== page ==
Moby-Dick is the one American story which every individual seems to recognize. Because of its pervasiveness into our country’s collective psyche, the tale has been reproduced in film and cartoon, and references to the characters and the whale can be found in commercials, sitcoms, and music, proving the novel to still be relevant today. It is the epitome of American Romanticism because it delves into the human spirit, the force of imagination, and power of the emotions and the intellect. The novel praises and critiques the American society in sharp and unequivocal terms, while, at the same time, mirroring this mixed society through the “multinational crew of...the Pequod” (Shaw 61). Melville, through his elaborate construction of the novel, “makes the American landscape a place for epic conquest” (Lyons 462). The primary draw of this novel is the story itself: a whaling ship, headed by a monomaniac, and the pursuit of a whale, or the American dream and its attainment, making a clear “connection between Romanticism and nationalism” (Evans 9). The novel calls upon the reader’s imagination, emotions, and intellect to fully understand the journey of the story, the journey which takes the reader on a most unusual trip into the soul of mankind.
"To produce a mighty book, you must choose a mighty theme. No great and enduring volume can ever be written on the flea, though many there be who have tried it" states the narrating character Ishmael as he attempts to justify his reasoning on writing such a lengthy novel. Indeed, the whale may be the most complex and grandiose mammal on earth, yet one may still question the ulterior motive of Melville for explicating every detail of a whaling journey in Moby Dick. In fact, Melville develops many themes throughout the text that lead the reader to believe that his "mighty theme" is the meaning of life. Thus, the adventure of hunting the Great White Whale, Moby Dick, can be seen as a giant analogy to seeking the meaning of life. Through this journey, Ishmael describes the different members of the crew and their interpretation of the whale. Yet, Ishmael refrains from assigning one particular meaning to the whale and, in the end, is the only crewmember to survive the journey. Symbolically, Melville believes that an individual must be able to see many meanings in life in order to survive the trap of intolerance of different beliefs and lifestyles. To evidence this hypothesis, Melville presents a number of ironic contrasts in the text including religious hypocrisy, the false appearance of the sea, the relationship of Good and Evil, the coffin as a dual symbol of both life and death, the interpretations of the whiteness of the whale, and the life/death issue of the whaling industry. Through these contrasts, Melville strives to awaken the reader to the many meanings of life and to avoid limiting one’s mind to one, fixed meaning.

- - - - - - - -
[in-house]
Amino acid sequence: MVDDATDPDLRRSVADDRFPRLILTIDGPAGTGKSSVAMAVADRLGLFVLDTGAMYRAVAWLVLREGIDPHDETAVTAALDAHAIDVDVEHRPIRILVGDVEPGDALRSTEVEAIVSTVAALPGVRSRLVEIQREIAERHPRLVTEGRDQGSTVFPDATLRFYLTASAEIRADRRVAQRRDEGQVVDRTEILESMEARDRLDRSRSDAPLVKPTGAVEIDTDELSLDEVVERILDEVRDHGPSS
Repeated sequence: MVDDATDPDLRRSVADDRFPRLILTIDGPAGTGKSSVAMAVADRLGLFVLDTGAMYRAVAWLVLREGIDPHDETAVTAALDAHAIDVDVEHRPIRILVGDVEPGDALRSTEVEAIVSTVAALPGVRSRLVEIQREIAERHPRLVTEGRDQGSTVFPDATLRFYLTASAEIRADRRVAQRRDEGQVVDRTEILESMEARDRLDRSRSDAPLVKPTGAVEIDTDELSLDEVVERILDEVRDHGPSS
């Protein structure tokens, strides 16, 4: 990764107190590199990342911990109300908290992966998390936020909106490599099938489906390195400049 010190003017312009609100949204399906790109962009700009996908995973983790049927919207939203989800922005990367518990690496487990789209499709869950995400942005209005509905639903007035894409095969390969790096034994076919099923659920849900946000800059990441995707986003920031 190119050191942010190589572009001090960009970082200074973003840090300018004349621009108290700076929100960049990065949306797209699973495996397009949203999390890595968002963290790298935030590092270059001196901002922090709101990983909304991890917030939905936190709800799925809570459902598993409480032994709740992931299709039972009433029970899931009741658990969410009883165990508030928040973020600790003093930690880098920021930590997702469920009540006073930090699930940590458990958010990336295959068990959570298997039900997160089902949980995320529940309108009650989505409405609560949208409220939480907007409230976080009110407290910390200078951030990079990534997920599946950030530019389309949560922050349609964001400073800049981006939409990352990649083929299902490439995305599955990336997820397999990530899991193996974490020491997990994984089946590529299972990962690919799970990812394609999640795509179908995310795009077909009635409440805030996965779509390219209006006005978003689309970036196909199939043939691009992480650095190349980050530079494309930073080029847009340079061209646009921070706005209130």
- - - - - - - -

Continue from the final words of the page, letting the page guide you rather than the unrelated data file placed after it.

Cost-benefit analysis is an economic approach decision making that compares the strengths and weaknesses of each choice in order to determine which option will provide the most amount of benefits and the least amount of costs. This method is often applied to decisions that concern the environment as an attempt to determine the value of the environment before following through with decisions to preserve or utilize the environment for resources. Although many economists believe that cost-benefit analysis is an efficient way to make most decisions, some philosophers suggest that certain things, including the environment, have innumerable values, therefore, cost-benefit analysis may not be a reliable method to make decisions regarding these things.
Herman Melville, one of the more iconic names in Gothic literature, saw the world differently. Free from the Puritan rhetoric, Melville very much enjoyed the pleasures of the natural world. Melville traveled, and spent time among Natives. In several accounts he described his favorable time amongst them, and showcased the idea of noble savages beyond the borders of America. Without such tragedy to fuel him, Melville penned optimistic stories of adventure and excitement. The world wasn't a trap or a test, but a rich pearl oyster to be pursued and celebrated. True fame, or at least legacy, came later, with the publication of Moby-Dick. A darker story, but still heavy with adventure, Moby-Dick was undoubtedly a story of tragedy. Ahab, the iconic captain in the story, was driven by an obsession to hunt down a whale that injured him years prior to the story's beginning. Rather than accepting this as nature being a bit dangerous Ahab, against the better judgment of other members of his crew, anthropomorphised the titular whale, seeing it as a someone, not something, that wronged him and des...